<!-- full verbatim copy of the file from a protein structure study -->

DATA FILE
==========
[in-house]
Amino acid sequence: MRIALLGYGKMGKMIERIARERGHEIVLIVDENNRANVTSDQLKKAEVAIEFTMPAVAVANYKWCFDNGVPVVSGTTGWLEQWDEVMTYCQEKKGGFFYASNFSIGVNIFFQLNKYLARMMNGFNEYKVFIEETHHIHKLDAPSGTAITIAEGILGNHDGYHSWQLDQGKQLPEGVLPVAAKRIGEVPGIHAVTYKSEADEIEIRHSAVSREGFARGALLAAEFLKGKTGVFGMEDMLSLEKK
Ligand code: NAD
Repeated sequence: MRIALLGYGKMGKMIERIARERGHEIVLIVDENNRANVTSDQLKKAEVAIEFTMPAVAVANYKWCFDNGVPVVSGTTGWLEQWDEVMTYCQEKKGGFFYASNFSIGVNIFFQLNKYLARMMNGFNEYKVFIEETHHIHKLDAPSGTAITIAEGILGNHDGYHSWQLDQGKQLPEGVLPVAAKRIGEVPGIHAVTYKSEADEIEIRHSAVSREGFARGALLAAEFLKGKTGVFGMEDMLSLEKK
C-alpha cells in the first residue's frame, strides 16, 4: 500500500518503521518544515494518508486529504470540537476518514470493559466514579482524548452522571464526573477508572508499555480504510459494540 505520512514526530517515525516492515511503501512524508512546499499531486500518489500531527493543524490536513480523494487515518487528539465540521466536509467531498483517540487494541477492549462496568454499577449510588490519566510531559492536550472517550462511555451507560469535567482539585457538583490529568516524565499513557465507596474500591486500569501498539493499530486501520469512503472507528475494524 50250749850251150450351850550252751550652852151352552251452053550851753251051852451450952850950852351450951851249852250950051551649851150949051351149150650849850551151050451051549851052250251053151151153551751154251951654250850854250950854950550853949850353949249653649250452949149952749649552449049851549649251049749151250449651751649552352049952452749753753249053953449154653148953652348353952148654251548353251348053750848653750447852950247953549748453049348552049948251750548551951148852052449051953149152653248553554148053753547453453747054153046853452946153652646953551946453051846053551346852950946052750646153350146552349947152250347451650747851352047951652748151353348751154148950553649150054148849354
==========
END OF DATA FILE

[in-house]
Amino acid sequence: MRIALLGYGKMGKMIERIARERGHEIVLIVDENNRANVTSDQLKKAEVAIEFTMPAVAVANYKWCFDNGVPVVSGTTGWLEQWDEVMTYCQEKKGGFFYASNFSIGVNIFFQLNKYLARMMNGFNEYKVFIEETHHIHKLDAPSGTAITIAEGILGNHDGYHSWQLDQGKQLPEGVLPVAAKRIGEVPGIHAVTYKSEADEIEIRHSAVSREGFARGALLAAEFLKGKTGVFGMEDMLSLEKK
Ligand code: NAD
Repeated sequence: MRIALLGYGKMGKMIERIARERGHEIVLIVDENNRANVTSDQLKKAEVAIEFTMPAVAVANYKWCFDNGVPVVSGTTGWLEQWDEVMTYCQEKKGGFFYASNFSIGVNIFFQLNKYLARMMNGFNEYKVFIEETHHIHKLDAPSGTAITIAEGILGNHDGYHSWQLDQGKQLPEGVLPVAAKRIGEVPGIHAVTYKSEADEIEIRHSAVSREGFARGALLAAEFLKGKTGVFGMEDMLSLEKK
C-alpha cells in the first residue's frame, strides 16, 4: 500500500518503521518544515494518508486529504470540537476518514470493559466514579482524548452522571464526573477508572508499555480504510459494540 505520512514526530517515525516492515511503501512524508512546499499531486500518489500531527493543524490536513480523494487515518487528539465540521466536509467531498483517540487494541477492549462496568454499577449510588490519566510531559492536550472517550462511555451507560469535567482539585457538583490529568516524565499513557465507596474500591486500569501498539493499530486501520469512503472507528475494524 50250749850251150450351850550252751550652852151352552251452053550851753251051852451450952850950852351450951851249852250950051551649851150949051351149150650849850551151050451051549851052250251053151151153551751154251951654250850854250950854950550853949850353949249653649250452949149952749649552449049851549649251049749151250449651751649552352049952452749753753249053953449154653148953652348353952148654251548353251348053750848653750447852950247953549748453049348552049948251750548551951148852052449051953149152653248553554148053753547453453747054153046853452946153652646953551946453051846053551346852950946052750646153350146552349947152250347451650747851352047951652748151353348751154148950553649150054148849354